Table of Contents

Research Handbook on Governance of the Internet

Research Handbook on Governance of the Internet

Elgar original reference

Edited by Ian Brown

The internet is now a key part of everyday life across the developed world, and growing rapidly across developing countries. This Handbook provides a comprehensive overview of the latest research on internet governance, written by the leading scholars in the field.

Chapter 13: Privacy, law, code and social networking sites

Lilian Edwards

Subjects: innovation and technology, technology and ict, law - academic, intellectual property law, internet and technology law, regulation and governance, politics and public policy, regulation and governance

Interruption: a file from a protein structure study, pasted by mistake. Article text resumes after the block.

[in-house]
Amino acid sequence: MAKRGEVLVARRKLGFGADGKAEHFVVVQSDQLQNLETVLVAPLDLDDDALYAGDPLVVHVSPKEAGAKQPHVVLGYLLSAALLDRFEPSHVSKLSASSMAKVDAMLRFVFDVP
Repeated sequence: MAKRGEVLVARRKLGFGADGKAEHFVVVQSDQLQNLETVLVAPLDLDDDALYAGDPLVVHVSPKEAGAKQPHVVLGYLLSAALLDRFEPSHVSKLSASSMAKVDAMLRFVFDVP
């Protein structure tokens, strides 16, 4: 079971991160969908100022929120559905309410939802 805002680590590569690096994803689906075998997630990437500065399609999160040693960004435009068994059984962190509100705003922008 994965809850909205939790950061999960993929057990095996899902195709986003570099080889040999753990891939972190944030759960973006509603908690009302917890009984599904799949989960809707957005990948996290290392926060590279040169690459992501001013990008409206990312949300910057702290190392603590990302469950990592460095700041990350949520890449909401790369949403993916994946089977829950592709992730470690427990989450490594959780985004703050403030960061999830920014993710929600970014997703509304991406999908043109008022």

Giving the public details about oneself is a bourgeois temptation I have always resisted. Gustave Flaubert. Times have changed somewhat since Flaubert wrote these words just before his death in 1880. Nowadays self-disclosure is not only socially acceptable, but also big business. The social networking boom has been going on for nearly a decade, a long time in internet history, with no sign of bust yet in sight. Facebook, created in 2004 by Mark Zuckerberg, and perhaps the most iconic site in this field, reached, to media frenzy, 500 million users in 2010 – equivalent in “population” to the third biggest country in the world, with growth to one billion achieved in October 2012. Half these users, Facebook claims, log on every other day and spend 700 billion minutes per month on Facebook. Facebook and other SNSs have stolen time (and advertising) from other better established entertainment media. A survey in the UK in April 2011 showed UK users spending two hours per day watching TV as opposed to two and a half hours on Facebook.

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